Can we really atomize a hurricane with a nuclear bomb, as Donald Trump have suggested

Can we really atomize a hurricane with a nuclear bomb, as Donald Trump have suggested?

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The US president has denied having made this suggestion, but the journalist author of the article maintains his version. However, such an operation would be fruitless.

A strange idea floats in the air during hurricane season. As Tropical Storm Dorian continues its course in the West Indies, risking a hurricane and hitting Puerto Rico and the Dominican Republic, According to the American news site Axios, Donald Trump has proposed to drop nuclear bombs on hurricanes, to atomize them before they break on US shores. But did the leader of the first world power make this assumption? And would such action have chances of success?

  • “Why do not we bomb them?”

According to Axios, who says he is keeping his information from an anonymous source, it was during a briefing on hurricanes at the White House, on an unspecified date, that Donald Trump made this proposal. The American president would have considered dropping an atomic bomb in the eye of the cyclone, while he is still over the sea, to neutralize it before it reaches the United States, regularly devastated by deadly hurricanes.

“I understand, I understand, why do not we bomb them with a nuclear bomb?” would have dropped the leader. And to continue his demonstration, according to the account of the source of Axios: “They begin to form off the African coast, while they cross the Atlantic, we throw a bomb inside the eye of the cyclone and it disturbs him Why do not we do that? ” According to the source of Axios, the participants came out of this meeting stunned: “You could hear a fart of a midge in this meeting. The people were flabbergasted. After the meeting ended, we thought: ‘What the f. ..? What are we doing with that? ‘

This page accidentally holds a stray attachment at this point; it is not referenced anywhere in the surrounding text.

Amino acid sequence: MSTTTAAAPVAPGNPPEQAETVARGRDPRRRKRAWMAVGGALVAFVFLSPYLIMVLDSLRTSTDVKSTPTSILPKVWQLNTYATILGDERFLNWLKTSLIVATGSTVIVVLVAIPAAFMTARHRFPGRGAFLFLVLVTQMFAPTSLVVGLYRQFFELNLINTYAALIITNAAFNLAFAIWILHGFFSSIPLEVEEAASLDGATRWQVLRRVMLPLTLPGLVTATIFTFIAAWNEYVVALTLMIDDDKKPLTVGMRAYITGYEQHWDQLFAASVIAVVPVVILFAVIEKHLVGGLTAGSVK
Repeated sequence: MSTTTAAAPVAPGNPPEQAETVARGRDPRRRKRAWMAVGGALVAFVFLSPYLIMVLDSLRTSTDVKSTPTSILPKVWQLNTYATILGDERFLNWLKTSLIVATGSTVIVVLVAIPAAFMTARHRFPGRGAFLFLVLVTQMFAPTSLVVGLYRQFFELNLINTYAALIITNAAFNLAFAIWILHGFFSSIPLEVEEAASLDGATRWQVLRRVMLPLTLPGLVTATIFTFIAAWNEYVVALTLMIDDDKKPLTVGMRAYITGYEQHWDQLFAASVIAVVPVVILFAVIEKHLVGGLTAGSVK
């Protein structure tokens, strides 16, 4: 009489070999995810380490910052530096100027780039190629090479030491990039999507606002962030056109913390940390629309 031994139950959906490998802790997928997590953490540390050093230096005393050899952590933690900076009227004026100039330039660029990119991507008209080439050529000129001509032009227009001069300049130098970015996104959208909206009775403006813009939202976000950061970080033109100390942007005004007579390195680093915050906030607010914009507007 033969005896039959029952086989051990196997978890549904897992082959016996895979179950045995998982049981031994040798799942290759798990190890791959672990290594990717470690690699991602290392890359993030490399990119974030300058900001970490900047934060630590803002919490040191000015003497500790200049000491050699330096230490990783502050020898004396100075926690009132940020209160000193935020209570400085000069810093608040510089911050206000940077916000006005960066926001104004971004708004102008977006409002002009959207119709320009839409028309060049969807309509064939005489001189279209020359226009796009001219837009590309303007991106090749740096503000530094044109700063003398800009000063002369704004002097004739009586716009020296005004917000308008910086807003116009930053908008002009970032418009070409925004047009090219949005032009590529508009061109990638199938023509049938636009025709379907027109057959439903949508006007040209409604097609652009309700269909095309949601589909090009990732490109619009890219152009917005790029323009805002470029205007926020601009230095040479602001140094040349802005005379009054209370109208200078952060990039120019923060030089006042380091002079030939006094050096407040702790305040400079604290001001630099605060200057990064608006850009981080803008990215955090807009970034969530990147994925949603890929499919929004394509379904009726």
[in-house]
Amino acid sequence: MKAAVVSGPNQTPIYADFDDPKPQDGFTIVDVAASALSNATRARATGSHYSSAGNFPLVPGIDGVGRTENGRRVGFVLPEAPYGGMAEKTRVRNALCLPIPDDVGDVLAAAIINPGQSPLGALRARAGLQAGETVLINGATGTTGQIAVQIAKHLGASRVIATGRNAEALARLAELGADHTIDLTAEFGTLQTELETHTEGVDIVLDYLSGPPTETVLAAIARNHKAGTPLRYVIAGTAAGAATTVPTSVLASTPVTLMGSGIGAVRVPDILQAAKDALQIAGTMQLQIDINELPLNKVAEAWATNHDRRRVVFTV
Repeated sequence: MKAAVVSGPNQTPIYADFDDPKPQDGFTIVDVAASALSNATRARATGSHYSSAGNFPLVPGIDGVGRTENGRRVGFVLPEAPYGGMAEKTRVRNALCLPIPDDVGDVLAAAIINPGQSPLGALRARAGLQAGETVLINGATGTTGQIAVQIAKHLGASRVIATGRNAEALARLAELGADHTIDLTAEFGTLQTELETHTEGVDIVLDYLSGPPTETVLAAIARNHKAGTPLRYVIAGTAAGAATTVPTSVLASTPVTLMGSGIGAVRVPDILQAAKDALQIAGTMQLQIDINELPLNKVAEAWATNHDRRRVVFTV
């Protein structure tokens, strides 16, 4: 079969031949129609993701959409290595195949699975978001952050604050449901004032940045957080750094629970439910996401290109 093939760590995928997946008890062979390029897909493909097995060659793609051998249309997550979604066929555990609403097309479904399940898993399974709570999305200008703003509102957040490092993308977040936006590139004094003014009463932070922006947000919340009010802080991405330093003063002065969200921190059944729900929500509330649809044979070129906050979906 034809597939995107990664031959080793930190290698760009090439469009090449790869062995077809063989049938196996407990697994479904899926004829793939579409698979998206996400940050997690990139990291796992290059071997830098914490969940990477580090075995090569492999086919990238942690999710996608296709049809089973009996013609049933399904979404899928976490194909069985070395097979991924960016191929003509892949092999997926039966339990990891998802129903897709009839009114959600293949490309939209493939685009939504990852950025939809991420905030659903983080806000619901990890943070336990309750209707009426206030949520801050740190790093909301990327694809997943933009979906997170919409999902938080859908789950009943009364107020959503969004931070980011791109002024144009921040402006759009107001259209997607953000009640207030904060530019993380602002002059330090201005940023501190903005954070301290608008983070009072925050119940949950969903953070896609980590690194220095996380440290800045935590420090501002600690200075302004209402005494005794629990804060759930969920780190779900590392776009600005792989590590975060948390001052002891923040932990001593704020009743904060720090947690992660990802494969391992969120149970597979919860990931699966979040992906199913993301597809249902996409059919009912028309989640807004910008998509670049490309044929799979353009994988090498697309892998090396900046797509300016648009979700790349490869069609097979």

And it is not the first time that Donald Trump proposes to bombard hurricanes to prevent them from touching land, says Axios. According to the site, the American president had already caressed the idea during a conversation with one of the leading members of his administration. A memo from the National Security Council in 2017 mentions it, says Axios. But this time there was no question of using nuclear weapons.

  • “I never said that”

While still in France for the G7 summit in Biarritz, Donald Trump strongly denied the information. “The story of Axios that President Trump wanted to blow big hurricanes with nuclear weapons before they reach the coast is ridiculous – I never said that – just one more FAKE NEWS.” he replied in a tweet.

The revelatory reporter reacted to the presidential denial, assuring on Twitter that his article was true: “I stand by every word of the story. He said that at least during two meetings in the first year and a few of the Presidency, and one of the conversations was documented. ”

The idea of ​​using nuclear weapons against hurricanes is far from new, as National Geographic reports. It goes back to the turn of the 1950s and 1960s. At that time, American scientists and government agencies even considered this theory with the utmost seriousness.

  • An old moon of the Plowshare operation

In 1959, a meteorologist from Sandia Laboratories, one of the leading research institutes of the Department of Energy, presented his research at a symposium on Operation Plowshare, a government program to study uses of the plant. of the nuclear weapon, two of whose main proposals were the digging of an artificial harbor in Alaska (the Chariot project) and the widening of the Panama Canal with nuclear bombs.